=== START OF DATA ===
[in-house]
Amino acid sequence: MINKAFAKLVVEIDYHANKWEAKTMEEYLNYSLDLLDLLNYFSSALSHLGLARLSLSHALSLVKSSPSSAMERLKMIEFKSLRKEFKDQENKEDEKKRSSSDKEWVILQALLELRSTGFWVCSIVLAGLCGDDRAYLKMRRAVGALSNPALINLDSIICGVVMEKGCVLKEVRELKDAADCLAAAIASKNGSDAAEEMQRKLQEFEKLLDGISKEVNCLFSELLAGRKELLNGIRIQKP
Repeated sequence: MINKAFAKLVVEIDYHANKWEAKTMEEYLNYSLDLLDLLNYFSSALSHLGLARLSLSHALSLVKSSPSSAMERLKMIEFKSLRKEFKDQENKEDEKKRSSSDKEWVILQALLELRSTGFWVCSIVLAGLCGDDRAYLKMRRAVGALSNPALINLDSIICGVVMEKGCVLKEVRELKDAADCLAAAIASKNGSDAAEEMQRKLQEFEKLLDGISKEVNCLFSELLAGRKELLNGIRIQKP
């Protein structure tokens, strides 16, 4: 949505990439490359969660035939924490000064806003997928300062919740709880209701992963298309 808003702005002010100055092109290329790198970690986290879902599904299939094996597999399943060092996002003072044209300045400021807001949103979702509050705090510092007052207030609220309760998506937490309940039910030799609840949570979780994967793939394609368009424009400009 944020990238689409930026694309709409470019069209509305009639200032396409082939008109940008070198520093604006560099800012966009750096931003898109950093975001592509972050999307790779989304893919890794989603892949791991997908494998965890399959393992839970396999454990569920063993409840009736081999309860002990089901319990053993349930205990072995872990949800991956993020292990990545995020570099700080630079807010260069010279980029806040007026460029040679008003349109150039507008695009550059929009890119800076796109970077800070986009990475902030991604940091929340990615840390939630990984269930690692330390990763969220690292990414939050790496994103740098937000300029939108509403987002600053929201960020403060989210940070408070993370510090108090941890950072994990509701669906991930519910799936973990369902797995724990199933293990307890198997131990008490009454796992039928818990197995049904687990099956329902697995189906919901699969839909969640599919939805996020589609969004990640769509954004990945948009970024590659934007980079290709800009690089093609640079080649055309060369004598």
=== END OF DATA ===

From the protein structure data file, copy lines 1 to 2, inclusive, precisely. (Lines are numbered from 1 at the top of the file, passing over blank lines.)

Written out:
[in-house]
Amino acid sequence: MINKAFAKLVVEIDYHANKWEAKTMEEYLNYSLDLLDLLNYFSSALSHLGLARLSLSHALSLVKSSPSSAMERLKMIEFKSLRKEFKDQENKEDEKKRSSSDKEWVILQALLELRSTGFWVCSIVLAGLCGDDRAYLKMRRAVGALSNPALINLDSIICGVVMEKGCVLKEVRELKDAADCLAAAIASKNGSDAAEEMQRKLQEFEKLLDGISKEVNCLFSELLAGRKELLNGIRIQKP